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Almost united we stand

Scott Finley

The month of February is rich in commemorative days: Groundhog Day, Valentine’s Day, Darwin Day, and today President’s Day, the big one, when we celebrate the 47 men (and no women yet) who have taken on the impossible job of being President of the United States. One word in that grand title is beginning to sound a little off key, the word “United.”

In the late 1700s, when the United States was just coming into being, one of the biggest questions confronting the Founding Fathers was: could this vast land mass actually become one nation under one president? This apparently unanswerable question has echoed down the centuries, through the Civil War and all the way to our present culture wars, which might easily become civil wars all over again.

Marx observed that history repeats itself, the first time as tragedy and the second time as farce. We may have arrived at the second repetition of the turbulent 1770s, but it doesn’t look very funny.

History is the key here, as always. For more than a hundred years before 1776, colonists had been pouring in: English Puritans, Royalists, Quakers, and subsistence farmers from Ireland and Scotland settled in different parts of the continent and brought their own cultures. Close behind came millions of Germans, Italians, Scandinavians, Dutch, and many more.

This uniquely diverse, multi-ethnic, multi-lingual population was further complicated by Native Americans who were here before anyone else, and by slavery. This unique history seems to explain so much, including why the president’s job is so impossible, and why the south, the west, the Midwest, and the Northeast seem like separate worlds. They have roots in different worlds entirely. *

It’s not too fanciful to suggest, as many historians have, that our current culture wars are a shadowy reflection of those original cultures and settlement patterns coming to the surface again. The past is never quite past, and the varied populations who eventually made up the union never gave quite being up being who they were.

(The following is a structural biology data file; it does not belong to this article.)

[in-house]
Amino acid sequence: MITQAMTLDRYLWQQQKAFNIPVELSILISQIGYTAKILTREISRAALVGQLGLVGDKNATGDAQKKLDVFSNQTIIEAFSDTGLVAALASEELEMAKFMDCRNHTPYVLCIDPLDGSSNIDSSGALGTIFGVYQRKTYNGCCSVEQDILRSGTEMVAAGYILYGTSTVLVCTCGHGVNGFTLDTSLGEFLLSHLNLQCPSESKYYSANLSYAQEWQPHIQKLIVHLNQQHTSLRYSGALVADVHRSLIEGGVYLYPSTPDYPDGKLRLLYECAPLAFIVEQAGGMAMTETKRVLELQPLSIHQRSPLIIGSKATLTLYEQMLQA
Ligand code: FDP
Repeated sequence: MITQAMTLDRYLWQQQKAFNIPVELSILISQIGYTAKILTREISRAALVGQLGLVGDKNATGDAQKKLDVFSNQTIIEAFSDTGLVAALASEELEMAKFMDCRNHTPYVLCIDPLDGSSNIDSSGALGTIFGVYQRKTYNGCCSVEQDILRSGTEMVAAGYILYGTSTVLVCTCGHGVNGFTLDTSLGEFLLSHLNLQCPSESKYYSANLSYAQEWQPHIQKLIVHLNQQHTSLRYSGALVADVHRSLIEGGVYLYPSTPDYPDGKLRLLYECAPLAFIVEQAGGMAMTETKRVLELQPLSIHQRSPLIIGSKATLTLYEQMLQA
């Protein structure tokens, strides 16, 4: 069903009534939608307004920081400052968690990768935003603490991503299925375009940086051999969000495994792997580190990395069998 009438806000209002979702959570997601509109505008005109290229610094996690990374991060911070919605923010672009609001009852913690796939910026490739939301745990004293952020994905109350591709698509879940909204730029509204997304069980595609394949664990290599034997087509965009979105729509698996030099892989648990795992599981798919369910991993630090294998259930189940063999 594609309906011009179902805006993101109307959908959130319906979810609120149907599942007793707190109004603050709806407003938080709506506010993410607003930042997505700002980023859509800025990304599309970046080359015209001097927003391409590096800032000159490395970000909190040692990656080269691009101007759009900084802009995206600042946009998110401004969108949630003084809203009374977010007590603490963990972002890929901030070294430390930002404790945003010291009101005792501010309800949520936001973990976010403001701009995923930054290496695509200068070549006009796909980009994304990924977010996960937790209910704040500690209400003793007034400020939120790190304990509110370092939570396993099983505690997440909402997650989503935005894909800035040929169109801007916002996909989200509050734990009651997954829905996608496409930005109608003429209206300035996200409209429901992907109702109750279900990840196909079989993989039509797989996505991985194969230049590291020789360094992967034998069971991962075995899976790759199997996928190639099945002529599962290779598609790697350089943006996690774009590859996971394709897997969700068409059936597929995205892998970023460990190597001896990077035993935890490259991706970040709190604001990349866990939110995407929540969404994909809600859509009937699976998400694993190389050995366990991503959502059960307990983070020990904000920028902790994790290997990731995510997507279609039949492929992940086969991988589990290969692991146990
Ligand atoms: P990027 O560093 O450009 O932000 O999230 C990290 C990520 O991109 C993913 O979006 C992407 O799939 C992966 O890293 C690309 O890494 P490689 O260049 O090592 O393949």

Without the revolution and the Civil War the colonies might have evolved into several independent nations, each with its own government, its own laws (if any) and its own culture. Instead they were corralled by Federalist visionaries into the “United” States, and it is obvious right now that some of them, without quite daring to say so, would prefer not to be united at all, but to go their own way with their own Constitutions (without giving up federal benefits of course).

Some serious articles in the mainstream press recently have argued that division is America’s natural state, and that a breakup is inevitable. Maybe it’s not such a crazy idea. Think of it as an amicable divorce on grounds of incompatibility and think of the ideal result as a federation loosely united by language, trade, sentiment, and history, rather like the early American Commonwealth.

It might work because these new nations would still be bigger and richer than most existing nations in the world. Once everything had settled down everybody would living where they wanted to be, surrounded by people exactly like themselves, rather like a cruise ship that never touches at an alien port where wicked foreigners and bad ideas might come aboard. Washington D.C. of course would become a separate nation of its own, entirely inhabited by squabbling politicians and lawyers. The president would be welcome to preside over that one.

*Note: David Hackett Fischer’s book Albion’s Seed (1989) gives a dense and detailed picture of immigration from the British Isles in the 1600s, and the long lasting influence of the folk cultures that the immigrants brought with them.

David began as a print journalist in London and taught at a British university for almost 20 years. He joined WSHU as a weekly commentator in 1992, becoming host of Sunday Matinee in 1996.